Dreamers of Wingate share their stories 

Savanna Harris, Staff Writer

DACA has been a hot news topic in recent weeks since the Trump Administration announced that the policy will be allowed to expire. But, what exactly is DACA?

Simply put, DACA, or Deferred Action for Childhood Arrivals, is a program that was put into place by President Barack Obama in 2012 to protect children of undocumented immigrants from deportation.

It also allows them to acquire important documents, such as work permits and driver’s licenses. Not only that, DACA is the reason that many of these children, who have been dubbed “dreamers,” are able to attend college. This includes students right here at Wingate, who are currently faced with possibly having to return to their birth countries in the midst of obtaining a  college education.

Affected students on campus knew that more people needed to be made aware of what is happening to them and many others, so the Latino Club sponsored a Lyceum last Wednesday, appropriately named, “Dreamers of Wingate.” The event also was supported by the Modern Languages and History and Political Science departments.

At the event, political science faculty member Dr. Steven Hyland, who was the host; the pastor of a local church; an immigration lawyer; and three of our DACA students all came together to tell their stories.

Father Benjamin Roberts, pastor at Our Lady of Lourdes Catholic Church in Monroe, began by giving an emotional perspective. He said, “We want to maintain a vision of people, not numbers,” in reference to many viewpoints on immigration being based on the number of people who come here instead of why they come here. His speech paved the way for the informational portion of the program.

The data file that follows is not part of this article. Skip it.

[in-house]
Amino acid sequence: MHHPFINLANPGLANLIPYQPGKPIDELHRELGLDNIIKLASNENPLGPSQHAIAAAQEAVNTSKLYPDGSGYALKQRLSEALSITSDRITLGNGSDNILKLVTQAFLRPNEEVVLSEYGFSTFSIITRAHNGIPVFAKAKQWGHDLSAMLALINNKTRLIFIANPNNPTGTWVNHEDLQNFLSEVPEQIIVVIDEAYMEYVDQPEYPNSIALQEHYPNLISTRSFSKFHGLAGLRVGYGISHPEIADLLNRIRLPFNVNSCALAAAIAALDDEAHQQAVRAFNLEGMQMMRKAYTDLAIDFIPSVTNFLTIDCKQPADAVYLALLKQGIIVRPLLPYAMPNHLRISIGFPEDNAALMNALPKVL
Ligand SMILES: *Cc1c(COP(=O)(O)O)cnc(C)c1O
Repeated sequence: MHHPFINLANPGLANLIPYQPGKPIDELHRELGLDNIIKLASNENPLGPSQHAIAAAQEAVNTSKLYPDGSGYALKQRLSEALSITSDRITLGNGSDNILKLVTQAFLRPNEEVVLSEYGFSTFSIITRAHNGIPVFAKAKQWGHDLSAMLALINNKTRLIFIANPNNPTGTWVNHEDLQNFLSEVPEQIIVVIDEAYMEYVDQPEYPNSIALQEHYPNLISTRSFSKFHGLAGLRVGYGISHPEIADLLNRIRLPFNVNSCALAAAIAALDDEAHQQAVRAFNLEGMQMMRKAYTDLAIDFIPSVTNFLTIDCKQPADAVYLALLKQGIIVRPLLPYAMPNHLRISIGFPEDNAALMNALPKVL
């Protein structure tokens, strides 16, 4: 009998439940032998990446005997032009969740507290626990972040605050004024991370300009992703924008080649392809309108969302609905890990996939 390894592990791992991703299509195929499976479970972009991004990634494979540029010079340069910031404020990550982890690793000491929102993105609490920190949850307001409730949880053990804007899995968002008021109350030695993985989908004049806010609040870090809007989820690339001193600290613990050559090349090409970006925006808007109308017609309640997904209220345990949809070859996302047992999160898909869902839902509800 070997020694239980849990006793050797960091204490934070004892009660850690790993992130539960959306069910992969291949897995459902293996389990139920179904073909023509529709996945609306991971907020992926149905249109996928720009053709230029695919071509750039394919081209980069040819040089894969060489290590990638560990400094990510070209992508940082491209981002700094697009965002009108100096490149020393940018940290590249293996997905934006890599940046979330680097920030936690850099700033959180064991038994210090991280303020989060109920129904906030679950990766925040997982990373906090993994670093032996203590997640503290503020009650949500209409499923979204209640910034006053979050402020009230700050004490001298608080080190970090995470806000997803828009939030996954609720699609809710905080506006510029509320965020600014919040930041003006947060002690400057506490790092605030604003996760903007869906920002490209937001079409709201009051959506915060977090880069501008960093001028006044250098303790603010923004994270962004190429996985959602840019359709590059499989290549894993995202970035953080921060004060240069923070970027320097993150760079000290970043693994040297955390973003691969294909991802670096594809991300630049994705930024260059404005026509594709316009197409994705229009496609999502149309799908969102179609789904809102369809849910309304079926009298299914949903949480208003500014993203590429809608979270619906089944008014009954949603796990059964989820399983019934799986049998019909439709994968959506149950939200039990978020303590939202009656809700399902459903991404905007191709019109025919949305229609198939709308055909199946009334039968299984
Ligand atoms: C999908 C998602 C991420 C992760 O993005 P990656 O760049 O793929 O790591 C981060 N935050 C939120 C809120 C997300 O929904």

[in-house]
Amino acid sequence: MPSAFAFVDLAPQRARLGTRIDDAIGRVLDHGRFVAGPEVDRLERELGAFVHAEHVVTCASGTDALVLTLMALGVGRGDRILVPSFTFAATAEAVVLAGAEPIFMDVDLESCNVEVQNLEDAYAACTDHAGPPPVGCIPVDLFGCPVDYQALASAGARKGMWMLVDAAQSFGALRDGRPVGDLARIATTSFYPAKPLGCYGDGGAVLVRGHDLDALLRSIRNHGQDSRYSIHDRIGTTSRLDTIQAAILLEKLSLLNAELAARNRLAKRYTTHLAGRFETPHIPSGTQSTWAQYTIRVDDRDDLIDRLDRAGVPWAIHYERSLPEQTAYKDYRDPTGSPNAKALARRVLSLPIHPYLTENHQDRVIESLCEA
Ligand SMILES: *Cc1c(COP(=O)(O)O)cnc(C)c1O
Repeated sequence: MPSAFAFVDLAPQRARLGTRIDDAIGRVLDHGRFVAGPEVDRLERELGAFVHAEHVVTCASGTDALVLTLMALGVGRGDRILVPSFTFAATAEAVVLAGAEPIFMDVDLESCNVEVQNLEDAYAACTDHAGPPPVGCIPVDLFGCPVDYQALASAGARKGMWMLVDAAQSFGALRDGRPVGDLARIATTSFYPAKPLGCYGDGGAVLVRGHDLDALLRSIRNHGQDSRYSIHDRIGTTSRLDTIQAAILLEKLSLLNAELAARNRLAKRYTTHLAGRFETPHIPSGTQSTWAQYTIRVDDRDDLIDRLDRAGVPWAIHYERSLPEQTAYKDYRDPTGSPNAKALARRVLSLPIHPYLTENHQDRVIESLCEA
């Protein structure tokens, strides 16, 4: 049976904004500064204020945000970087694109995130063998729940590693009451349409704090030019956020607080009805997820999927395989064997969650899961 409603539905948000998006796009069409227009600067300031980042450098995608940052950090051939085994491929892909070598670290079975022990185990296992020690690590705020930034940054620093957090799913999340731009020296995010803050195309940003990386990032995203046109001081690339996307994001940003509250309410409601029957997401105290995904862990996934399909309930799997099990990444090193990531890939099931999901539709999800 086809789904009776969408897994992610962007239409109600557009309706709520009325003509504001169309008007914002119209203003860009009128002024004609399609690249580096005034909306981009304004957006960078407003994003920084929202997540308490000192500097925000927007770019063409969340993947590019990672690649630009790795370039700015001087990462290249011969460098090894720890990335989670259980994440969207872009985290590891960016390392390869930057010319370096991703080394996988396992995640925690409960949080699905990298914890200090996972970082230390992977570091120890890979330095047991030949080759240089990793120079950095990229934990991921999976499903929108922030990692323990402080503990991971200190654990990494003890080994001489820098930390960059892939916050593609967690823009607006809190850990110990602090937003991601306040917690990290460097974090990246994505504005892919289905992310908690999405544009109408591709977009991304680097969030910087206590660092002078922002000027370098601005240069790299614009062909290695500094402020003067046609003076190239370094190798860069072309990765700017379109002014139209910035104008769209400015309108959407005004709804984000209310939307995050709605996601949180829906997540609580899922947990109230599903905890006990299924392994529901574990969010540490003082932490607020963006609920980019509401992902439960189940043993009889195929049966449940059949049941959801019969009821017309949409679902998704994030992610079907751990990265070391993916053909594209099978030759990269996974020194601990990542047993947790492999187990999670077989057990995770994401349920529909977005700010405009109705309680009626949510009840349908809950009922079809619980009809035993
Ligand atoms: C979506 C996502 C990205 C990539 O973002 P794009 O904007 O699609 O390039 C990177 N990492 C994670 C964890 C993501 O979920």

Following Father Roberts, Cynthia Aziz, an immigration lawyer who works out of Charlotte, provided details about the specific conditions and requirements of DACA, and gave insight into how it is being handled in Washington D.C. “DACA has become a political football, and it shouldn’t have. It was meant to be a humanitarian act,” she said.

She also went on to say that she has clients from places all over the world, such as Canada and even Lebanon, contrary to the stereotype that most or all of DACA recipients come from Central America or Mexico. The audience listened with great interest, but when the students began to recount their own personal experiences, all eyes were on them.

Alicia Rubio Gomez, sophomore, was the first of the students to speak. She described in great detail how it constantly feels as though she is up against a great opposition. “Regardless of the support, the thing that hangs in the backs of our minds are those who hate us,” said Alicia, whose parents brought her to this country from Mexico and settled in Lawrenceville, Ga.

Despite her struggles, the main one being unable to apply for colleges in Georgia, Gomez was able to come here thanks to a full scholarship designed specifically for DACA students.

Cristo Carrasco, from Charlotte, shared a similar experience, and said it has pushed him to do better. “DACA has personally influenced me to work harder, because I have been forced to carry the weight of being a ‘dreamer’ on my shoulders,” he said.

Maria Perez, freshman from Gainesville, Ga., closed out the Lyceum with the heartbreaking story of her father being deported, and went on to say that ultimately, she was not discouraged even through the heartbreak. “We will fight for a permanent solution,” she said.

Dr. Hyland said that recent polls indicate that a great majority of Americans support the right for undocumented immigrants who arrived in the U.S. as children to become legal residents.

He said  he was pleased with the turnout of about 320 people for the event, which included students, faculty, staff and community members.“I think it was an important display of interest in DACA and its impact on Wingate and of solidarity on the part of our students for their fellow classmates and peers,” he said.

Edited by: Brea Childs

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